Sunday 14 July 2013

Compensation for Miscarriage of Justice ~ Allen v United Kingdom

On 12th July, the European Court of Human Rights Grand Chamber gave judgment in Allen v United Kingdom - JUDGMENT - The Guardian 12th July.   The case concerned the refusal to grant compensation to a mother acquitted of the manslaughter of her four-month old son, following the quashing of her conviction.  The E Ct HR held, unanimously, that there had not been a violation of Article 6  of the European Convention on Human Rights.

On 7 September 2000 Ms Allen was convicted of the manslaughter of her four-month old son and sentenced to three years’ imprisonment. The conviction was based on evidence given at her trial by expert medical witnesses who testified that her son’s injuries were consistent with “shaken baby syndrome”, also known as “non-accidental head injury” (“NAHI”), because of the presence of a triad of intracranial injuries.

In her appeal, Ms Allen claimed that new medical evidence suggested that the triad of injuries could be attributed to a cause other than NAHI. In the meantime, she was released from prison, having served her sentence.

On 21 July 2005 the Court of Appeal (Criminal Division) (“CACD”) quashed Ms Allen’s conviction on the grounds that it was unsafe. It found that the new evidence might have affected the jury’s decision to convict Ms Allen. The prosecution did not apply for a re- trial given that, by the time Ms Allen appealed her conviction, she had already served her sentence and a considerable amount of time had passed.

Ms Allen lodged a claim with the Secretary of State under section 133 of the Criminal Justice Act 1988, which provides that compensation shall be paid to someone who was convicted of a criminal offence but has subsequently had that conviction reversed on the ground that a new or newly discovered fact shows beyond reasonable doubt that there has been a miscarriage of justice. Her claim was refused on 31 May 2006. 

She brought judicial review proceedings challenging this decision. Her claim was dismissed by the High Court in December 2007. It concluded that, in Allen's appeal against conviction, the CACD had only decided that the new evidence, when taken with the evidence given at trial, “created the possibility” that a jury “might properly acquit” Ms Allen. Her appeal was subsequently dismissed by the Court of Appeal in July 2008. Noting that the acquittal decision did “not begin to carry the implication” that there was no case for Ms Allen to answer, the Court of Appeal concluded that the test for “miscarriage of justice” had therefore not been made out.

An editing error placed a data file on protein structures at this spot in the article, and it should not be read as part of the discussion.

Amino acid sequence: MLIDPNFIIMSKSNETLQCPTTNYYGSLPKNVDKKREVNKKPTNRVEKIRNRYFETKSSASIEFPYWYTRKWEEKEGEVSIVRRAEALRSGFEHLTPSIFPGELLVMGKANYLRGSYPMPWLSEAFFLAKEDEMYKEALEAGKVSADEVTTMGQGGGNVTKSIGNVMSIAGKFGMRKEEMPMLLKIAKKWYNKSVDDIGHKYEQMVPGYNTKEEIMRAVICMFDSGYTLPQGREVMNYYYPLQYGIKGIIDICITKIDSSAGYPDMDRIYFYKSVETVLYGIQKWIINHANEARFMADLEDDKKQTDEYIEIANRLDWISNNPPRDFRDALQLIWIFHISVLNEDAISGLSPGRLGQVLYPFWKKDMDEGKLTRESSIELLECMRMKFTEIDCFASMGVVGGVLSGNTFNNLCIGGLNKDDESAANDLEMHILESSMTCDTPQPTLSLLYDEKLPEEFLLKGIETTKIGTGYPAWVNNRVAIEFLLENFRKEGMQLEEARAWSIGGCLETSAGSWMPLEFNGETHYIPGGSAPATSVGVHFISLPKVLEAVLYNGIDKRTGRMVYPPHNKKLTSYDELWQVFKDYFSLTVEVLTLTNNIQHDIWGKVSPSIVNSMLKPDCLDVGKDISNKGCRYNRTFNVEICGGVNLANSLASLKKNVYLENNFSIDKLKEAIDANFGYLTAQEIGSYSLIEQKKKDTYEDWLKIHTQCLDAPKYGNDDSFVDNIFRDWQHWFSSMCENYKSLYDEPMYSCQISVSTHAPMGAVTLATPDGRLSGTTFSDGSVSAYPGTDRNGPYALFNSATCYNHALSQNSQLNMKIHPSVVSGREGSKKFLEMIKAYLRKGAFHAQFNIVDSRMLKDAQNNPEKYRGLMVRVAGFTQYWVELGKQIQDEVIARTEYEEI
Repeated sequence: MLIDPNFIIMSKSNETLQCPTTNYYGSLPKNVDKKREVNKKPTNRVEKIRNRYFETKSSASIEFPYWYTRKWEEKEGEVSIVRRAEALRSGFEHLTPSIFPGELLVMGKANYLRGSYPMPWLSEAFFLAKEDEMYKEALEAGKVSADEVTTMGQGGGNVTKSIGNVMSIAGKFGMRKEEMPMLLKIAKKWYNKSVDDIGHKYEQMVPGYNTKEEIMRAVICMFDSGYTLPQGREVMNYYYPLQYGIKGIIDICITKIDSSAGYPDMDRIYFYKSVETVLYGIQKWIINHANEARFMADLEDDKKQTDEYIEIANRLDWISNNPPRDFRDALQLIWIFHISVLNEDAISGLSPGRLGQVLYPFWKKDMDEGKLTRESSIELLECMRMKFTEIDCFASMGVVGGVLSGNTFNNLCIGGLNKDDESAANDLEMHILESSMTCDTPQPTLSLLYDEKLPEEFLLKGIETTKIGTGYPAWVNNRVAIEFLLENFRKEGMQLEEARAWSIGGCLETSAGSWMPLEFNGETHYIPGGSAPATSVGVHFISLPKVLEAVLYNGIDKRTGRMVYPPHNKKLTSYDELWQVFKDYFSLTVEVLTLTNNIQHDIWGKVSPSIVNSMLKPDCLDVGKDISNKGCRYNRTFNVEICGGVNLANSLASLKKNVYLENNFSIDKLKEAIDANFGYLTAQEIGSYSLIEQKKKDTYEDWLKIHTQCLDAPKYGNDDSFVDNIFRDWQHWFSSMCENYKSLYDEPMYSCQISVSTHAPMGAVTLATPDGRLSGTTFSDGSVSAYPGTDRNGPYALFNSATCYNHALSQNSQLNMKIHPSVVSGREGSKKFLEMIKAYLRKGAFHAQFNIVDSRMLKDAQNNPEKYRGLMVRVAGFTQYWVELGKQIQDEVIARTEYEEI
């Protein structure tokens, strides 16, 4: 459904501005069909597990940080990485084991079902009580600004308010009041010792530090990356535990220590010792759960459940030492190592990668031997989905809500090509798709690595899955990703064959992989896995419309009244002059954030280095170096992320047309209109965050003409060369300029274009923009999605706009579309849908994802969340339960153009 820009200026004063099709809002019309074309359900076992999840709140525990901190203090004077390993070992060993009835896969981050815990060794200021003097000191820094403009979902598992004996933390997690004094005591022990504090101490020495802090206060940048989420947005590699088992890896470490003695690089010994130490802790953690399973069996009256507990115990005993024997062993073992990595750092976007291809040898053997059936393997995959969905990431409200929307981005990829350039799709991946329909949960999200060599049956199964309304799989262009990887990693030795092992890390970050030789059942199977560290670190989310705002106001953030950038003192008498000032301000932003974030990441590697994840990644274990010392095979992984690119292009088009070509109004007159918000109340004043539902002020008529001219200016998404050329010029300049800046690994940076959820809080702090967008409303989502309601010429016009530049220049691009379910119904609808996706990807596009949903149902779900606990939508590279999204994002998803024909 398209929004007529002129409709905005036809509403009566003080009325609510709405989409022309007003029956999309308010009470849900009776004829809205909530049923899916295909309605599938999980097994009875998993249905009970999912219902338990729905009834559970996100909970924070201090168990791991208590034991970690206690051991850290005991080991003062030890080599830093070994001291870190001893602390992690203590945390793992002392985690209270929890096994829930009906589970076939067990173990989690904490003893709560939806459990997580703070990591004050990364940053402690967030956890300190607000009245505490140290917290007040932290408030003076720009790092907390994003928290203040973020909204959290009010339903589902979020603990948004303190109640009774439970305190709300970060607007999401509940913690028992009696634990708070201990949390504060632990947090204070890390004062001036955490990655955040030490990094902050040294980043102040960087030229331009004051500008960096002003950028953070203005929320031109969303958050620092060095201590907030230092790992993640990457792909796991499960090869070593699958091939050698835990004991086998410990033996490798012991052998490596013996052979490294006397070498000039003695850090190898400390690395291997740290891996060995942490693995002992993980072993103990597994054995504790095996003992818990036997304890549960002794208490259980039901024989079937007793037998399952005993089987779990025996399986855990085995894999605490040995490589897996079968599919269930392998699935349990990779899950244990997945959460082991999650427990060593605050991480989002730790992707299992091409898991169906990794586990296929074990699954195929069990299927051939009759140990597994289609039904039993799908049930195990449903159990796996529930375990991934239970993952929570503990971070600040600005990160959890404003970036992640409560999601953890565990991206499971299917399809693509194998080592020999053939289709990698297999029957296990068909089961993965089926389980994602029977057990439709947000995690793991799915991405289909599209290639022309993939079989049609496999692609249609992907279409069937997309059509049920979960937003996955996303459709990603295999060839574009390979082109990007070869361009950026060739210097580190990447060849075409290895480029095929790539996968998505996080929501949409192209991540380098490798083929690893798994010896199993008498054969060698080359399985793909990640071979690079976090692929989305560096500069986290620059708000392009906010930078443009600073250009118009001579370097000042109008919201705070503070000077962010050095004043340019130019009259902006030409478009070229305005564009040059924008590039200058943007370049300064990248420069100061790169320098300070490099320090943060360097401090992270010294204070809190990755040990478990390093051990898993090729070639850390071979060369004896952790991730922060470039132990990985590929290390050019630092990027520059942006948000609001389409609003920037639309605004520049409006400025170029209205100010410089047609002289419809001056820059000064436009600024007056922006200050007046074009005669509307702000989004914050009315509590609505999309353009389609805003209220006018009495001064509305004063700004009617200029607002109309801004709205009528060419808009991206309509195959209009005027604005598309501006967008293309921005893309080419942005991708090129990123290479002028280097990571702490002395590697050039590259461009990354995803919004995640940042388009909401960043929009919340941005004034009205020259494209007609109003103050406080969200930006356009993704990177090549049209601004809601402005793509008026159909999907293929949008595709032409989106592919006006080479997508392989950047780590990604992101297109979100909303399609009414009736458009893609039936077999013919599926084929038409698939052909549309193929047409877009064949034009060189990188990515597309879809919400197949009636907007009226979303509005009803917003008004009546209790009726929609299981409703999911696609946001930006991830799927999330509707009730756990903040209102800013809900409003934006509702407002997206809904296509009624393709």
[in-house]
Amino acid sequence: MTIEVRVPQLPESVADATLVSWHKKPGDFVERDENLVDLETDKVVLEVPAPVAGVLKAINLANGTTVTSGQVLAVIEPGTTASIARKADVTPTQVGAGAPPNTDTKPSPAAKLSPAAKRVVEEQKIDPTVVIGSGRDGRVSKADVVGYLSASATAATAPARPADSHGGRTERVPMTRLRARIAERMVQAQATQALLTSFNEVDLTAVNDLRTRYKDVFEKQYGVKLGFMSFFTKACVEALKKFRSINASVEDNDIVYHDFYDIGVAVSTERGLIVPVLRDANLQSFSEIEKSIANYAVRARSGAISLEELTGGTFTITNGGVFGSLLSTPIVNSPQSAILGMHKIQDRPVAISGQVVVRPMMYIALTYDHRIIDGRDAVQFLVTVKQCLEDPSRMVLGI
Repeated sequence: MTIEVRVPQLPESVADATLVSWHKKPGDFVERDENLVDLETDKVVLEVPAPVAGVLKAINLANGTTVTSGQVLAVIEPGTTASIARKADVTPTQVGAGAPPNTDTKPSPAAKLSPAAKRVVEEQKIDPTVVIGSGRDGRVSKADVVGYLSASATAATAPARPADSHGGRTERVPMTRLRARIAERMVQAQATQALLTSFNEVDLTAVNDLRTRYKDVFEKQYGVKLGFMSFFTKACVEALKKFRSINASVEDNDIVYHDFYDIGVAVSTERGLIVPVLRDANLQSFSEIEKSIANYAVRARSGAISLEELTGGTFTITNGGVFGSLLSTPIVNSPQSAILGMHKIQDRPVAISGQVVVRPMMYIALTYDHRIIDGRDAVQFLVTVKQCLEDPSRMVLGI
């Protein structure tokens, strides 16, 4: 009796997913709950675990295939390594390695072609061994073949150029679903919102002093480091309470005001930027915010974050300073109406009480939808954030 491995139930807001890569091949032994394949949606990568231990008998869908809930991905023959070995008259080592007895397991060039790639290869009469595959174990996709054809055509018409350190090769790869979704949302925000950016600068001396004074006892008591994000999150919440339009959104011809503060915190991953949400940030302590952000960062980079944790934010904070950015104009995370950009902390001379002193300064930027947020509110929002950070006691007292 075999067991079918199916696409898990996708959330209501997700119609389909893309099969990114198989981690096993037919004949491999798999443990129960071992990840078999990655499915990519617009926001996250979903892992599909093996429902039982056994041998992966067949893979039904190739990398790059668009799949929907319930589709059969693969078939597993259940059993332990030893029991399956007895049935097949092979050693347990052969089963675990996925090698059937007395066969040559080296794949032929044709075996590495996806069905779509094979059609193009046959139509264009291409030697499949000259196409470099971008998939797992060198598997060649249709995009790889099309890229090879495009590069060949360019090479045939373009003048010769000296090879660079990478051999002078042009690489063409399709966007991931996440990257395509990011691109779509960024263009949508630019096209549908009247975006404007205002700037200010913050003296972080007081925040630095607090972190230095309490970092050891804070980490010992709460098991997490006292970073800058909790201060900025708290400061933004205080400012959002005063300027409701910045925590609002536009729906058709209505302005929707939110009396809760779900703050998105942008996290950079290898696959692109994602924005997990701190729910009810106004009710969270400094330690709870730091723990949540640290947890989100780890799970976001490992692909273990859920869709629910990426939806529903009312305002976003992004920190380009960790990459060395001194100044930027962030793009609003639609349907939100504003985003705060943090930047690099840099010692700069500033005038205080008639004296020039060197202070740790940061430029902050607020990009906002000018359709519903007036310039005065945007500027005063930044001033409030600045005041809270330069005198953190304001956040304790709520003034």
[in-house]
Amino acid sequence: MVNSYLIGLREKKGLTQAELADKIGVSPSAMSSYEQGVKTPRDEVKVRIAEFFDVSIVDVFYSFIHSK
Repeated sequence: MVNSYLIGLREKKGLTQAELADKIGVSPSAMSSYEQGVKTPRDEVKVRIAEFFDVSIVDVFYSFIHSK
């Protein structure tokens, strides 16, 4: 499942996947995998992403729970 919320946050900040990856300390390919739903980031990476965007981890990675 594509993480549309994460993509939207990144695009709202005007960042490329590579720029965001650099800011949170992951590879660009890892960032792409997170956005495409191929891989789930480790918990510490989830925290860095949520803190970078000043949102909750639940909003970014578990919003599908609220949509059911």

Leave to appeal to the House of Lords was refused in December 2008.

The European Court of Human Rights found that the legislation under which Ms Allen had requested compensation did not require her criminal guilt to be assessed and did not question her innocence. Furthermore, the UK courts had considered, as they were required to do under that legislation in order for compensation to be awarded, whether any “miscarriage of justice” had taken place and had concluded that the existence of a miscarriage of justice had not been established beyond reasonable doubt.   They had not questioned the conclusion in her criminal appeal that her conviction was unsafe and had not commented on whether Ms Allen should be, or would likely be, acquitted or convicted on the basis of the new evidence which had led to the quashing of her conviction. Indeed, they had consistently repeated that it would have been for a jury to assess the new evidence, had a retrial been ordered. Therefore the language used by the UK courts in their decisions to decide on compensation had not undermined Ms Allen’s acquittal or treated her in a manner inconsistent with her innocence.

Justice Minister Damian Green MP is reported to have said - "I am pleased that the European Court of Human Rights has agreed with the judgment of our domestic courts and agrees that compensation is not applicable in this particular case." - BBC 12th July

Cases where new evidence proves innocence beyond a reasonable doubt will be the exception.  More usually, the new evidence raises some degree of doubt which, had it been presented to a jury, may have altered the jury's verdict.  The compensations scheme under section 133 pays lip-service to the UK's international obligations (under Article 14(6) of the International Covenant on Civil and Political Rights 1966).  A parallel 'ex gratia scheme' was abolished by the Labour government - a reminder that parsimony is not confined to the present coalition - see Justice Gap.

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